|A Spectrogram of EEG data that was Made in Matlab. This shows data from my previous post,|
where I was watching a movie with two different blink rates. You can see how my brainwaves
entrained with the changing blink rate in the movie.
Converting to a WAV File: The first step in using an audio program for EEG analysis is to convert one's EEG data into an audio file. Since I usually work in Windows, I tend to convert all of my EEG data into WAV files. I choose WAV because it is uncompressed. I never choose MP3 because it is very unclear what its "perceptual coding" would do to my precious brainwave data. So, a WAV file is what I would recommend. But how do you get EEG data into a WAV format? If your EEG data is in text format (such as is logged by the OpenBCI GUI), you could use my Processing sketch "ConvertToWAV". This sketch will read in an OpenBCI log file and write each EEG channel out as its own WAV file. You can get the sketch on my GitHub.
Audacity: Once the data is in WAV format, you can open it in any audio program. A popular (and free!) audio editing program is Audacity. While it is not my favorite audio editing program, it is perfectly sufficient for working with EEG data. After opening your EEG data, the trick is to figure out how to switch the display from waveform to spectrogram. The screen shot below shows how to do it.
|Changing to Spectrogram View in Audacity|
Once Audacity is in spectrogram mode, you need to zoom in on the vertical axis in order to see the interesting EEG features, which are usually focused in the lower frequencies. In Audacity, you zoom simply with a click-and-drag on the vertical axis. Then, after manipulating the spectrogram settings under the "Preferences" menu, you can get a spectrogram like the one shown below. While the color scheme hurts the eyes a bit, this spectrogram is good enough to see the same kind of EEG entrainment as seen in my original Matlab plot. Furthermore, the tools in Audacity let you further analyze the EEG data through zooming, filtering, amplifying, and (if you change the file's sample rate to increase the playback speed) you can use Audacity to listen to your own brain waves! Audacity is definitely a useful tool for working with EEG data.
|In Audacity, a Spectrogram of my EEG Data|
The spectrogram settings that I used are shown in the screen shot below.
|My Display Settings for Making EEG Spectrograms in Audacity. I changed|
the Window Size, the Gain, and the Range.
Cool Edit Pro: I first started getting into spectrograms in the late 90's because this is when I started working with audio and music on the computer. What got me hooked on spectrograms was a piece of shareware called Cool Edit. It was a stupid name for an otherwise outstanding program. It was so useful that I spent the extra dollars and bought its upgrad -- Cool Edit Pro. Cool Edit Pro has a *great* spectrogram display, as shown below. Unlike Audacity, which requires lots of manipulation of the spectrogram settings to get a useful view, the Cool Edit Pro display always seems just right. Unfortunately, Cool Edit Pro isn't available anymore -- it was bought by Adobe in the early 2000s and became Adobe Audition. Audition is also fine for making spectrograms (I have only used up to Audition 3.0), but it is expensive.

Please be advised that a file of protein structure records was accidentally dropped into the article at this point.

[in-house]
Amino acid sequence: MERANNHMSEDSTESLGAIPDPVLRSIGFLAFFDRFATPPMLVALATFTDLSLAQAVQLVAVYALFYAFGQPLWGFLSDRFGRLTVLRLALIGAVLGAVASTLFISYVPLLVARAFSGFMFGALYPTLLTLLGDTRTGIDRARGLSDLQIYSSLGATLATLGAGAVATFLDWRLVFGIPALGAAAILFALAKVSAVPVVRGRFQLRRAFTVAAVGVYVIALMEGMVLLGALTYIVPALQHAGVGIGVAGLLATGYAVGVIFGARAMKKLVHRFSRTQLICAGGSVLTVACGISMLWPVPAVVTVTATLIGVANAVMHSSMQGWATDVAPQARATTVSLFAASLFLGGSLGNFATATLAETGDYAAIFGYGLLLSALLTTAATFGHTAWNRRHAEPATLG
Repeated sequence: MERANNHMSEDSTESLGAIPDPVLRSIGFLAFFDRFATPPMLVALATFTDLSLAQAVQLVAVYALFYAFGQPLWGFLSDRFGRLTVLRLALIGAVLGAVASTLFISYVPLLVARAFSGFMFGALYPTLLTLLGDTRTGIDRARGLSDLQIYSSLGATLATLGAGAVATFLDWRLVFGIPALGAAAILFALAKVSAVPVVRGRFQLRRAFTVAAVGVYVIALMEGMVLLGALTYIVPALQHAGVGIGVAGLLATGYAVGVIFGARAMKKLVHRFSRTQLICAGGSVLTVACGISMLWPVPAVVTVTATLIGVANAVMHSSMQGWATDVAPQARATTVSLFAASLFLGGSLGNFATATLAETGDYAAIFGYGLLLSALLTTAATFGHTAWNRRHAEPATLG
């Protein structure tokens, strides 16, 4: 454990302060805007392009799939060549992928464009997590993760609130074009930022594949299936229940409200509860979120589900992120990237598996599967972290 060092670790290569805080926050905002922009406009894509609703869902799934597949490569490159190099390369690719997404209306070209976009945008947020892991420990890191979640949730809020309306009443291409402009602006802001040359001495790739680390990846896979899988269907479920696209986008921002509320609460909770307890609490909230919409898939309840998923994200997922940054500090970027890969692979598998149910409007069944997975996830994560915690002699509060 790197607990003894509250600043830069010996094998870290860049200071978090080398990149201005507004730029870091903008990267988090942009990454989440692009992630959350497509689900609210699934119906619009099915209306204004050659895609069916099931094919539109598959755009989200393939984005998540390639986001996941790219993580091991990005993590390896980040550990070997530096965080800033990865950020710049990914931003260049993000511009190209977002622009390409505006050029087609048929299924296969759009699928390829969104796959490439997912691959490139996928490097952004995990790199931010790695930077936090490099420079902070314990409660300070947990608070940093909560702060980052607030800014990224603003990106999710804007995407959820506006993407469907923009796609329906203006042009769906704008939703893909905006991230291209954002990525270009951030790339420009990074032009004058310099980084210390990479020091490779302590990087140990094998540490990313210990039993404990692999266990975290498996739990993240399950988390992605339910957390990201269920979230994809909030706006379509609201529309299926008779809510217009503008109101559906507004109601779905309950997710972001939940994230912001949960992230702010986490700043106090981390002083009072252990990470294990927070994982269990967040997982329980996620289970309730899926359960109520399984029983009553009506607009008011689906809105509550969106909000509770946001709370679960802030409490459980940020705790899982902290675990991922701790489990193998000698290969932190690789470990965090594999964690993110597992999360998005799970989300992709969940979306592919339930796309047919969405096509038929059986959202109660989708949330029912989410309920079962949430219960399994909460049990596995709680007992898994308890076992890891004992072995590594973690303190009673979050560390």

|An EEG Spectrogram in Cool Edit Pro V1.2a. It's an old school program that totally rocks.|
In Cool Edit Pro, the only display parameter that you need to change is the "Resolution" (ie, FFT size). You do that under the "Settings" menu.
|My settings for viewing EEG spectrograms in Cool Edit Pro.|
I changed the Resolution value.
Raven Lite: A third option for making spectrograms is a bit more obscure. A bunch of years ago, I came across a program called "Raven Lite", which is produced by the Ornithology Lab (ie, bird science) at Cornell University. The "Lite" version is free. You can download it and immediately use it for spectrograms, though it is crippled in other ways until you email them for a free (non-commercial) key. What I really like about Raven is that, as shown in the screen shot below, its spectrogram controls are right on the main window for easy manipulation. Also, I like its color map options way better than what is available in Audacity. Finally, Raven is one of the few programs that let you see both the spectrogram view and the waveform view at the same time (not shown). It is really nice to have that capability.
|Raven Lite 1.0 from the Cornell Laboratory of Ornithology. It's a pretty good viewer. The settings for|
the display or right here in the main window.
Other Options: Because I have Matlab and Cool Edit Pro (and Audacity and Raven) I haven't spent a lot of time looking at other options. Does Garage Band offer a spectrogram view? Is there a plug-in for iTunes or Windows Media Player that gives spectrograms? I'm curious to hear what you folks use. Drop a comment and let me know!